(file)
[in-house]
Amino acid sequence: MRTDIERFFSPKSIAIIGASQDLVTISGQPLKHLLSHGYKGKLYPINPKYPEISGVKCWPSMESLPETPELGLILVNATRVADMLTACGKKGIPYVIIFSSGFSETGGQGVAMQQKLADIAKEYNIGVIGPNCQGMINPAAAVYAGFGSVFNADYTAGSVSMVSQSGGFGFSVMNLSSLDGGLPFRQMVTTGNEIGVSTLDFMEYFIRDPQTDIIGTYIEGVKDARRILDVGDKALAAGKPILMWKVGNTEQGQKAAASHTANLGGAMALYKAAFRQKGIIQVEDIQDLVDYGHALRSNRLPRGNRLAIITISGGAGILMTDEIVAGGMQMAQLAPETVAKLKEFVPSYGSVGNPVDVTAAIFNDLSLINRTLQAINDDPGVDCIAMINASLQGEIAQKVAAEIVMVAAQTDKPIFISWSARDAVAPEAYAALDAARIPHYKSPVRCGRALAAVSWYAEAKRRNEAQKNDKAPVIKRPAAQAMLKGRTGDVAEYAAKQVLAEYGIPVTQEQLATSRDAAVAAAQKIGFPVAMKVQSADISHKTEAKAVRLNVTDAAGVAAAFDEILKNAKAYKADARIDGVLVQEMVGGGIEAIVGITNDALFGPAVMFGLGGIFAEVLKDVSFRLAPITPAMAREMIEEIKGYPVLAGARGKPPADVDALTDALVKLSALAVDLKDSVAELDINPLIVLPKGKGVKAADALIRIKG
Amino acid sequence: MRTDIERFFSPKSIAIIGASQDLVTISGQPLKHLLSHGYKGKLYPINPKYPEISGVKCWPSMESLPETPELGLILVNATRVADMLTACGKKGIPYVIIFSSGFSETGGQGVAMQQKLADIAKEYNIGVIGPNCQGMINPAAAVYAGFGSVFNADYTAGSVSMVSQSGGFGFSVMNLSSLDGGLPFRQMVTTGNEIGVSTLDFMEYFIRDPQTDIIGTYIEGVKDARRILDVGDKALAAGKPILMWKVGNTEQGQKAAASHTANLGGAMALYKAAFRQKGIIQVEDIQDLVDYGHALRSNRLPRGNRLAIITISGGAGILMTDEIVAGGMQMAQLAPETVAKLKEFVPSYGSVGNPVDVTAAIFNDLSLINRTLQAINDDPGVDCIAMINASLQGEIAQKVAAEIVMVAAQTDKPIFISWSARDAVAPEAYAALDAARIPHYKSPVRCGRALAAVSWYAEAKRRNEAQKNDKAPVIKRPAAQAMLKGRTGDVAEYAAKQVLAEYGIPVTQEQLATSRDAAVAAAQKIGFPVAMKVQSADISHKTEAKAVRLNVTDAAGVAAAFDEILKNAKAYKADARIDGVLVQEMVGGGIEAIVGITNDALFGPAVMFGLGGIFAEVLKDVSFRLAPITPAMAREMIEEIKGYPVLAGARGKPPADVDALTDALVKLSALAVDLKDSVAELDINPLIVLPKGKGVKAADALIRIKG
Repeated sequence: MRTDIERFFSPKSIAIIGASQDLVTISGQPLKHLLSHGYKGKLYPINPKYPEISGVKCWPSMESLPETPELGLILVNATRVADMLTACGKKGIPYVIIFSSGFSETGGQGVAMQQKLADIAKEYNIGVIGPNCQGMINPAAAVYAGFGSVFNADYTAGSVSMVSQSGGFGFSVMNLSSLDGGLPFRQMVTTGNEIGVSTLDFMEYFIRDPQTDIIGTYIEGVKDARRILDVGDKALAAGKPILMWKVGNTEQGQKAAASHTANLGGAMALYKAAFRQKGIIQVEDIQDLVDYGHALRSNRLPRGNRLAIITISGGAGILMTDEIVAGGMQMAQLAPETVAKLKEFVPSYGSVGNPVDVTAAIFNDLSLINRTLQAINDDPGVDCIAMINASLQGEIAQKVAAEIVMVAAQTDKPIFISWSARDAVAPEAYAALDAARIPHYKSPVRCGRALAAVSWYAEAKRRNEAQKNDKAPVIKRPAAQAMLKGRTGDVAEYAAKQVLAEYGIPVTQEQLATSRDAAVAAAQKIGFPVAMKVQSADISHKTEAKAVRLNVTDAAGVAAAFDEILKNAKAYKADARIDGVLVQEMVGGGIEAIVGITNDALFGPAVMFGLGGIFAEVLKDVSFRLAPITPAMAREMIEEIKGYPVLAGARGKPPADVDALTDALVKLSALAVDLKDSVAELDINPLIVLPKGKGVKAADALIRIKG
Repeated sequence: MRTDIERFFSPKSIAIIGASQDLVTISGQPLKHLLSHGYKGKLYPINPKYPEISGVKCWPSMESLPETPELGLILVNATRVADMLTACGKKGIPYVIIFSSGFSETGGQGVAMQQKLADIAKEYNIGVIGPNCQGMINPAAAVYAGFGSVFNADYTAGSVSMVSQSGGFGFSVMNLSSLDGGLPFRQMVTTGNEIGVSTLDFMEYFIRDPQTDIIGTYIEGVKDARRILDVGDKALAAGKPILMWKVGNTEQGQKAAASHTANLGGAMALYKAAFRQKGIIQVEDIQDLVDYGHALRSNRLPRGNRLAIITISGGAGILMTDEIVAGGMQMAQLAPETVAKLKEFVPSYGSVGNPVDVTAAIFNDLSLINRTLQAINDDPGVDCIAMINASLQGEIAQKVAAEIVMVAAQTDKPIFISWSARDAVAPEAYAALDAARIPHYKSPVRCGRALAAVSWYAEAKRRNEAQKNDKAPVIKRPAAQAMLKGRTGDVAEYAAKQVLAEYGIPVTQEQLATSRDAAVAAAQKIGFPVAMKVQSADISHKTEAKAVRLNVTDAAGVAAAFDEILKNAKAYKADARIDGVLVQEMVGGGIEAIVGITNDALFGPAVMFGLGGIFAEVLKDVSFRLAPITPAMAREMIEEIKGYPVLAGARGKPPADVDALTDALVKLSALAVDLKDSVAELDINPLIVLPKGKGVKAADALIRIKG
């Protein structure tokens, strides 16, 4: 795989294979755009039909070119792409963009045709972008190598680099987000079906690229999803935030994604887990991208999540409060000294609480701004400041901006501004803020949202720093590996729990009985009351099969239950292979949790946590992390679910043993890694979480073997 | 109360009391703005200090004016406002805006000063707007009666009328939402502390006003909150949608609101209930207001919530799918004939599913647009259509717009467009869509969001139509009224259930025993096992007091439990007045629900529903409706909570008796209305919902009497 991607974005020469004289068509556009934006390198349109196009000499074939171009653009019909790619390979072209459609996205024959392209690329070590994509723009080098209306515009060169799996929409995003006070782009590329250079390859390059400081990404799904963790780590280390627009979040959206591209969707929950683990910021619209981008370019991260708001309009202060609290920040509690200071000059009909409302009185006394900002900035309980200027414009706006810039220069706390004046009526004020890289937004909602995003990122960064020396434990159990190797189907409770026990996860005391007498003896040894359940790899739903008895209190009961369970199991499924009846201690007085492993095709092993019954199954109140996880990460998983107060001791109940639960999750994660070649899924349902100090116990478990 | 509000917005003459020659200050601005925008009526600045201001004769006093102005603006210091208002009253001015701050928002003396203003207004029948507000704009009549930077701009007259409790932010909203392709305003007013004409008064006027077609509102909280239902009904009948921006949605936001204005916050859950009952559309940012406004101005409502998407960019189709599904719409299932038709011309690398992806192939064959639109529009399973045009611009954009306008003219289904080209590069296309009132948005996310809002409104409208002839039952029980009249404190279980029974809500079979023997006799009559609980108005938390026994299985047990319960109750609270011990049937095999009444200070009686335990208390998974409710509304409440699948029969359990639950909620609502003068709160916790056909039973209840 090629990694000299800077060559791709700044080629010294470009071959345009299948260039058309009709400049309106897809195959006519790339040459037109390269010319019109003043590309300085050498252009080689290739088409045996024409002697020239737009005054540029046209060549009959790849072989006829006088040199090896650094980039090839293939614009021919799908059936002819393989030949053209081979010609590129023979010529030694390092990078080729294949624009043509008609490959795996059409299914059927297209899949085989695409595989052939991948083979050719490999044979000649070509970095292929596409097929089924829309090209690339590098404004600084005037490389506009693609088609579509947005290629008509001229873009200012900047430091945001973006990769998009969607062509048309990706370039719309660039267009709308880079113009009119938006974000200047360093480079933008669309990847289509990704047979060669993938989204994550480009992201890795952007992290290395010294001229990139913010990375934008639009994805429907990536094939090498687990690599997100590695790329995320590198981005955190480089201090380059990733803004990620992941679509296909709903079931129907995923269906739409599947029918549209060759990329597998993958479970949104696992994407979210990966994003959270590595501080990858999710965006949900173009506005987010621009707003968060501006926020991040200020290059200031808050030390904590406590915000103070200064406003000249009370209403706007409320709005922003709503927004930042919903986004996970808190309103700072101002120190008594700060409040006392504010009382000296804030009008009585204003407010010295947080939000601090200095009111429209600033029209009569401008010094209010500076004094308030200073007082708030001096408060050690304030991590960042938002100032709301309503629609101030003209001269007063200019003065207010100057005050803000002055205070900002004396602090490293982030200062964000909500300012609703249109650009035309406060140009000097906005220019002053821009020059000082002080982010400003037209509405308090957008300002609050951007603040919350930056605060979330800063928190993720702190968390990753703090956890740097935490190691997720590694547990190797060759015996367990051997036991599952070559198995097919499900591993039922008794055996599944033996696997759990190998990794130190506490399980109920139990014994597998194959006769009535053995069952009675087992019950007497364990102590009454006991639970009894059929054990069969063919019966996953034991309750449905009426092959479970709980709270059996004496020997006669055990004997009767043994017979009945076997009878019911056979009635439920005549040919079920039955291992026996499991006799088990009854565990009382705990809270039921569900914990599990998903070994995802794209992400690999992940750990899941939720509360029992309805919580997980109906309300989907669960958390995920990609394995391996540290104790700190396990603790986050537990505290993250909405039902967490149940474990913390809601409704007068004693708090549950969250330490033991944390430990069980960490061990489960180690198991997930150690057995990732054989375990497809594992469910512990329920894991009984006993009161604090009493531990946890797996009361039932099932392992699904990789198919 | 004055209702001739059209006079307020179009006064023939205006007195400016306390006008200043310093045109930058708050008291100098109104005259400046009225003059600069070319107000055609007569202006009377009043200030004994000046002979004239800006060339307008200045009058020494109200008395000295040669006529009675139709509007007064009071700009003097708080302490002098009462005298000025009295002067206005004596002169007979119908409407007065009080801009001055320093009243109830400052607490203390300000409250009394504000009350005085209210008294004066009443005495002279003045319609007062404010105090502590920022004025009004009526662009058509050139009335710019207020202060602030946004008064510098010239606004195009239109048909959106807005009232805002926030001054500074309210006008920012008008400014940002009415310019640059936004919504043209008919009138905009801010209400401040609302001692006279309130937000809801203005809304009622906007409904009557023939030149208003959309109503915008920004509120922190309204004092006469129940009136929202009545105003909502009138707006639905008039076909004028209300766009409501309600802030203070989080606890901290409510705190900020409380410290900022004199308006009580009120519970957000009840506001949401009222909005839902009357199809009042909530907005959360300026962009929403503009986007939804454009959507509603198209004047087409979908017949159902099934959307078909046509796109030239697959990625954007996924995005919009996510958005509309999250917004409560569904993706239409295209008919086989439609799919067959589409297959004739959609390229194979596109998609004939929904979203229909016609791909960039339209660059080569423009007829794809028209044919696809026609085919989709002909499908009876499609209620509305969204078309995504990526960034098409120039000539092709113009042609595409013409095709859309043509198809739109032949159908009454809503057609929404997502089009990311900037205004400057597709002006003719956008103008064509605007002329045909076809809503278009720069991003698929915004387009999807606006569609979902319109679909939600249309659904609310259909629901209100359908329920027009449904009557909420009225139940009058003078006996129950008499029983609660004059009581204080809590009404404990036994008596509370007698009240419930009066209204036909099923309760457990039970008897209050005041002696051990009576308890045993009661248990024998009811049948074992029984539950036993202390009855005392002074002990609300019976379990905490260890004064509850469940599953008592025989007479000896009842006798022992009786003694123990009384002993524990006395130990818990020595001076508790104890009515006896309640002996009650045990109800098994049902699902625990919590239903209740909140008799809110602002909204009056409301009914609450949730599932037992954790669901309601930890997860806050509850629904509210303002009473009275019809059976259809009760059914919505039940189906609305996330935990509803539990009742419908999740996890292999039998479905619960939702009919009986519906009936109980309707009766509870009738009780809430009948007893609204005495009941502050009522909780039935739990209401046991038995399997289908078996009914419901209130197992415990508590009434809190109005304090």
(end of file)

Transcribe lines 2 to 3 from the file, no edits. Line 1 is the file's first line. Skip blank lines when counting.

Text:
Amino acid sequence: MRTDIERFFSPKSIAIIGASQDLVTISGQPLKHLLSHGYKGKLYPINPKYPEISGVKCWPSMESLPETPELGLILVNATRVADMLTACGKKGIPYVIIFSSGFSETGGQGVAMQQKLADIAKEYNIGVIGPNCQGMINPAAAVYAGFGSVFNADYTAGSVSMVSQSGGFGFSVMNLSSLDGGLPFRQMVTTGNEIGVSTLDFMEYFIRDPQTDIIGTYIEGVKDARRILDVGDKALAAGKPILMWKVGNTEQGQKAAASHTANLGGAMALYKAAFRQKGIIQVEDIQDLVDYGHALRSNRLPRGNRLAIITISGGAGILMTDEIVAGGMQMAQLAPETVAKLKEFVPSYGSVGNPVDVTAAIFNDLSLINRTLQAINDDPGVDCIAMINASLQGEIAQKVAAEIVMVAAQTDKPIFISWSARDAVAPEAYAALDAARIPHYKSPVRCGRALAAVSWYAEAKRRNEAQKNDKAPVIKRPAAQAMLKGRTGDVAEYAAKQVLAEYGIPVTQEQLATSRDAAVAAAQKIGFPVAMKVQSADISHKTEAKAVRLNVTDAAGVAAAFDEILKNAKAYKADARIDGVLVQEMVGGGIEAIVGITNDALFGPAVMFGLGGIFAEVLKDVSFRLAPITPAMAREMIEEIKGYPVLAGARGKPPADVDALTDALVKLSALAVDLKDSVAELDINPLIVLPKGKGVKAADALIRIKG
Amino acid sequence: MRTDIERFFSPKSIAIIGASQDLVTISGQPLKHLLSHGYKGKLYPINPKYPEISGVKCWPSMESLPETPELGLILVNATRVADMLTACGKKGIPYVIIFSSGFSETGGQGVAMQQKLADIAKEYNIGVIGPNCQGMINPAAAVYAGFGSVFNADYTAGSVSMVSQSGGFGFSVMNLSSLDGGLPFRQMVTTGNEIGVSTLDFMEYFIRDPQTDIIGTYIEGVKDARRILDVGDKALAAGKPILMWKVGNTEQGQKAAASHTANLGGAMALYKAAFRQKGIIQVEDIQDLVDYGHALRSNRLPRGNRLAIITISGGAGILMTDEIVAGGMQMAQLAPETVAKLKEFVPSYGSVGNPVDVTAAIFNDLSLINRTLQAINDDPGVDCIAMINASLQGEIAQKVAAEIVMVAAQTDKPIFISWSARDAVAPEAYAALDAARIPHYKSPVRCGRALAAVSWYAEAKRRNEAQKNDKAPVIKRPAAQAMLKGRTGDVAEYAAKQVLAEYGIPVTQEQLATSRDAAVAAAQKIGFPVAMKVQSADISHKTEAKAVRLNVTDAAGVAAAFDEILKNAKAYKADARIDGVLVQEMVGGGIEAIVGITNDALFGPAVMFGLGGIFAEVLKDVSFRLAPITPAMAREMIEEIKGYPVLAGARGKPPADVDALTDALVKLSALAVDLKDSVAELDINPLIVLPKGKGVKAADALIRIKG